Title: A Clash of Kings
Author: George R.R. Martin
Release Date: September 5, 2000
Source: Personal Copy
Rating: 4.5 out of 5
Warning: This review may contain spoilers for the first book in the series, A Game of Thrones
War has come to the land of Westeros, and all sides are gearing up for the inevitable conflict. In Winterfell, Robb Stark has taken up his father’s seat and declared his realm independent of the Iron Throne. Renly and Stannis Baratheon, brothers of the late king, fight amongst themselves for the right to call themselves Robert’s heir. And the Lannisters, from the duplicitous Cersei to the imprisoned Jamie to the shrewd Tyrion, plot as ever to keep their hold on the Seven Kingdoms.
A Game of Thrones was a book about the breaking of the delicate peace that once existed within the Seven Kingdoms, one which hinged on Robert Baratheon and Eddard Stark. Now, in A Clash of Kings, these two men are dead and there are countless claimants to the Iron Throne. Yet, there is a sense that the real war has not come yet; this book is only the beginning, gearing up for an endless, bloody conflict where there can be no compromises. Martin writes his atmosphere well. Things are tense and close, and no one knows who can be trusted.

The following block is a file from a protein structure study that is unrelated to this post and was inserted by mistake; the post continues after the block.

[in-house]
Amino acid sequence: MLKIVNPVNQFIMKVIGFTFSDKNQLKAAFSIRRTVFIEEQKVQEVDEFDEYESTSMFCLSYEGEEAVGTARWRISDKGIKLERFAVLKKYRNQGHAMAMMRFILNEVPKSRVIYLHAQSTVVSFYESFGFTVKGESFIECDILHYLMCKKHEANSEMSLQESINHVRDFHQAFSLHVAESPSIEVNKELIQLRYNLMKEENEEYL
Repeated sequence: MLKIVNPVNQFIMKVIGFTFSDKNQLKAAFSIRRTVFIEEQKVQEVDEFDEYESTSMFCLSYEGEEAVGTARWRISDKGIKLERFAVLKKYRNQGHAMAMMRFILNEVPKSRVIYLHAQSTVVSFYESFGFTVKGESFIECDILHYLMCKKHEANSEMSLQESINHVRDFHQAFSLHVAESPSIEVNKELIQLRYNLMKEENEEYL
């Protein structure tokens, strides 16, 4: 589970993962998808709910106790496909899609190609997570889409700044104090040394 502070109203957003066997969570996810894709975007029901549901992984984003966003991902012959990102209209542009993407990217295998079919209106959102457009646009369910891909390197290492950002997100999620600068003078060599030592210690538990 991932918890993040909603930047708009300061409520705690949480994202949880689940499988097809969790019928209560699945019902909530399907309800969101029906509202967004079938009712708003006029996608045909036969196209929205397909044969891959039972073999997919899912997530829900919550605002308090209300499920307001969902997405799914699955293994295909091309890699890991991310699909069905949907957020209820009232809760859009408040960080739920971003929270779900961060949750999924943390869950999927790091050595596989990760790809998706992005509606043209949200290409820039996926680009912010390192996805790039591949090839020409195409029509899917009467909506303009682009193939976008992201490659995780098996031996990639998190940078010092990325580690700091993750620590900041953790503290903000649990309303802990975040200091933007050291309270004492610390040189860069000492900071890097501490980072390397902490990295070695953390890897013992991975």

Once again, the characters are expertly drawn in A Clash of Kings. Martin revisits old favorites, but also introduces some entirely new players. The cast of characters is almost mindboggling, to the point there are pages and pages at the end of the book detailing the different houses present in the Seven Kingdoms. Martin’s strength, though, is making each person in his novel distinct, even the minor characters. These seem like real people, leaping off the page.
One surprising thing about A Clash of Kings is Martin’s ability to write complex and layered characters. I pointed out in my review of A Game of Thrones that there is no real “good” and “bad” in these books in terms of characters, and that trend continues into this book. The people whose side you are rooting for don’t behave quite as well as you’d like them to. On the other hand, Tyrion Lannister, a character the reader really would be rooting against had anyone else written this story, is a hero of the novel. He’s smart, cunning, shrewd, and shows an amazing amount of sense. At times, I would forget that I was actually against his side winning because I adored his character so much.
The plot of A Clash of Kings is complicated and intricate, but it isn’t difficult to keep up with. I really appreciate how Martin takes risks with his characters and storyline. There were twists I never saw coming, which makes for an exciting read. Something has to keep a reader interested for 1000 pages, and Martin has managed to capture whatever that is. I am really in awe of this series, at its breadth and depth, and it’s good to know that the second book lost none of the magic of the first.